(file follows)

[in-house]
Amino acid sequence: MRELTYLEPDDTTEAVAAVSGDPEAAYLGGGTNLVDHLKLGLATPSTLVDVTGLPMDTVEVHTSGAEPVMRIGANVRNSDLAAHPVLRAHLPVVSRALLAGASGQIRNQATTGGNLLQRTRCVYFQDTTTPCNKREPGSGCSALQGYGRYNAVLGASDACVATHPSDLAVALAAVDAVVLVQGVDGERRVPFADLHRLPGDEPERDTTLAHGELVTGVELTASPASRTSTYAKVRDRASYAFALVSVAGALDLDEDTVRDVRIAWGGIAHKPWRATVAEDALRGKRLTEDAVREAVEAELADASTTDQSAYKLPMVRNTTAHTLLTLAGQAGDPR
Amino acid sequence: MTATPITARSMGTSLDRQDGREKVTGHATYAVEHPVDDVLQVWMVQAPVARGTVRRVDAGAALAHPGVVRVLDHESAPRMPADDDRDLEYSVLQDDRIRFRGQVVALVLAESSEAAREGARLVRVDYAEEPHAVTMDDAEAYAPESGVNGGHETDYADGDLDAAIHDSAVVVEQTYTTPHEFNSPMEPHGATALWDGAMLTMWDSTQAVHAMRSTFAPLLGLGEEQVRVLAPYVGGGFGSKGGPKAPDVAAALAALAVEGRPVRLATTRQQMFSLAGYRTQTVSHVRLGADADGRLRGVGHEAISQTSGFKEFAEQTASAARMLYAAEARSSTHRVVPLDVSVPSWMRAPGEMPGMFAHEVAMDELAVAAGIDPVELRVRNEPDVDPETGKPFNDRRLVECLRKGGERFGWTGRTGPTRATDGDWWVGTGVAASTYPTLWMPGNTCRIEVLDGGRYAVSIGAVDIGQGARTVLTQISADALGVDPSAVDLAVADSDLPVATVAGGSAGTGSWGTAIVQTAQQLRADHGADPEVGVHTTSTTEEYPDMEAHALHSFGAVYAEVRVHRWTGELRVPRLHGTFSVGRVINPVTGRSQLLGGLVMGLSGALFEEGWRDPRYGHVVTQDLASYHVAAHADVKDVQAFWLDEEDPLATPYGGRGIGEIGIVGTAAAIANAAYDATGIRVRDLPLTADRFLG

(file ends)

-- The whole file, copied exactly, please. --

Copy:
[in-house]
Amino acid sequence: MRELTYLEPDDTTEAVAAVSGDPEAAYLGGGTNLVDHLKLGLATPSTLVDVTGLPMDTVEVHTSGAEPVMRIGANVRNSDLAAHPVLRAHLPVVSRALLAGASGQIRNQATTGGNLLQRTRCVYFQDTTTPCNKREPGSGCSALQGYGRYNAVLGASDACVATHPSDLAVALAAVDAVVLVQGVDGERRVPFADLHRLPGDEPERDTTLAHGELVTGVELTASPASRTSTYAKVRDRASYAFALVSVAGALDLDEDTVRDVRIAWGGIAHKPWRATVAEDALRGKRLTEDAVREAVEAELADASTTDQSAYKLPMVRNTTAHTLLTLAGQAGDPR
Amino acid sequence: MTATPITARSMGTSLDRQDGREKVTGHATYAVEHPVDDVLQVWMVQAPVARGTVRRVDAGAALAHPGVVRVLDHESAPRMPADDDRDLEYSVLQDDRIRFRGQVVALVLAESSEAAREGARLVRVDYAEEPHAVTMDDAEAYAPESGVNGGHETDYADGDLDAAIHDSAVVVEQTYTTPHEFNSPMEPHGATALWDGAMLTMWDSTQAVHAMRSTFAPLLGLGEEQVRVLAPYVGGGFGSKGGPKAPDVAAALAALAVEGRPVRLATTRQQMFSLAGYRTQTVSHVRLGADADGRLRGVGHEAISQTSGFKEFAEQTASAARMLYAAEARSSTHRVVPLDVSVPSWMRAPGEMPGMFAHEVAMDELAVAAGIDPVELRVRNEPDVDPETGKPFNDRRLVECLRKGGERFGWTGRTGPTRATDGDWWVGTGVAASTYPTLWMPGNTCRIEVLDGGRYAVSIGAVDIGQGARTVLTQISADALGVDPSAVDLAVADSDLPVATVAGGSAGTGSWGTAIVQTAQQLRADHGADPEVGVHTTSTTEEYPDMEAHALHSFGAVYAEVRVHRWTGELRVPRLHGTFSVGRVINPVTGRSQLLGGLVMGLSGALFEEGWRDPRYGHVVTQDLASYHVAAHADVKDVQAFWLDEEDPLATPYGGRGIGEIGIVGTAAAIANAAYDATGIRVRDLPLTADRFLG